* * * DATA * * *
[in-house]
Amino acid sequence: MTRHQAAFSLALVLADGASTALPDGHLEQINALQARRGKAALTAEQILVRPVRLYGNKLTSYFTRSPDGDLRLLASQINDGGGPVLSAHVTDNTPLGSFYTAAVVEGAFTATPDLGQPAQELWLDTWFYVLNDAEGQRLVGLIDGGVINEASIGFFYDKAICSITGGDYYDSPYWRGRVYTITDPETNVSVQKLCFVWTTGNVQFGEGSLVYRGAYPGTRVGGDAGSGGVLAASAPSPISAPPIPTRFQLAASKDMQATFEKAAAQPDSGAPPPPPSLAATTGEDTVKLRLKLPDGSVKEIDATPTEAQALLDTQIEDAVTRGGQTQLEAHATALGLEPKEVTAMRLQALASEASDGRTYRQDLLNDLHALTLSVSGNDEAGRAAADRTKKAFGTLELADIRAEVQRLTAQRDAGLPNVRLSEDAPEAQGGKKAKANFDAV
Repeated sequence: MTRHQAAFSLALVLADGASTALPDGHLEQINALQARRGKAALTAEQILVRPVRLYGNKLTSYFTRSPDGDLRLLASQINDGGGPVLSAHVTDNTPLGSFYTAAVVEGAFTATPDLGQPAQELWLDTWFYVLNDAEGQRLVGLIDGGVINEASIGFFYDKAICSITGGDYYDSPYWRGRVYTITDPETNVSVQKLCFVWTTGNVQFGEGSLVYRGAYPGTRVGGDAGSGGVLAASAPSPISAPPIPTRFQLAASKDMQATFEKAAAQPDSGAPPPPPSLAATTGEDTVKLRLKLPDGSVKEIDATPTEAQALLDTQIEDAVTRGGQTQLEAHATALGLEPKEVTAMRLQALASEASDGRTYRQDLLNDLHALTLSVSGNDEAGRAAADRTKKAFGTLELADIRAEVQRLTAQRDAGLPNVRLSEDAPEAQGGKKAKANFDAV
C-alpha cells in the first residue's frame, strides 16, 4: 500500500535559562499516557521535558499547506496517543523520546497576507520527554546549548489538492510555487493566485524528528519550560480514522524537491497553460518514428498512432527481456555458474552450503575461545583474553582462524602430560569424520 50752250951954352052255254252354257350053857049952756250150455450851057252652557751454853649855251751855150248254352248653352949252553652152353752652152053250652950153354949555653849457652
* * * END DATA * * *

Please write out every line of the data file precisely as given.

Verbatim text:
[in-house]
Amino acid sequence: MTRHQAAFSLALVLADGASTALPDGHLEQINALQARRGKAALTAEQILVRPVRLYGNKLTSYFTRSPDGDLRLLASQINDGGGPVLSAHVTDNTPLGSFYTAAVVEGAFTATPDLGQPAQELWLDTWFYVLNDAEGQRLVGLIDGGVINEASIGFFYDKAICSITGGDYYDSPYWRGRVYTITDPETNVSVQKLCFVWTTGNVQFGEGSLVYRGAYPGTRVGGDAGSGGVLAASAPSPISAPPIPTRFQLAASKDMQATFEKAAAQPDSGAPPPPPSLAATTGEDTVKLRLKLPDGSVKEIDATPTEAQALLDTQIEDAVTRGGQTQLEAHATALGLEPKEVTAMRLQALASEASDGRTYRQDLLNDLHALTLSVSGNDEAGRAAADRTKKAFGTLELADIRAEVQRLTAQRDAGLPNVRLSEDAPEAQGGKKAKANFDAV
Repeated sequence: MTRHQAAFSLALVLADGASTALPDGHLEQINALQARRGKAALTAEQILVRPVRLYGNKLTSYFTRSPDGDLRLLASQINDGGGPVLSAHVTDNTPLGSFYTAAVVEGAFTATPDLGQPAQELWLDTWFYVLNDAEGQRLVGLIDGGVINEASIGFFYDKAICSITGGDYYDSPYWRGRVYTITDPETNVSVQKLCFVWTTGNVQFGEGSLVYRGAYPGTRVGGDAGSGGVLAASAPSPISAPPIPTRFQLAASKDMQATFEKAAAQPDSGAPPPPPSLAATTGEDTVKLRLKLPDGSVKEIDATPTEAQALLDTQIEDAVTRGGQTQLEAHATALGLEPKEVTAMRLQALASEASDGRTYRQDLLNDLHALTLSVSGNDEAGRAAADRTKKAFGTLELADIRAEVQRLTAQRDAGLPNVRLSEDAPEAQGGKKAKANFDAV
C-alpha cells in the first residue's frame, strides 16, 4: 500500500535559562499516557521535558499547506496517543523520546497576507520527554546549548489538492510555487493566485524528528519550560480514522524537491497553460518514428498512432527481456555458474552450503575461545583474553582462524602430560569424520 50752250951954352052255254252354257350053857049952756250150455450851057252652557751454853649855251751855150248254352248653352949252553652152353752652152053250652950153354949555653849457652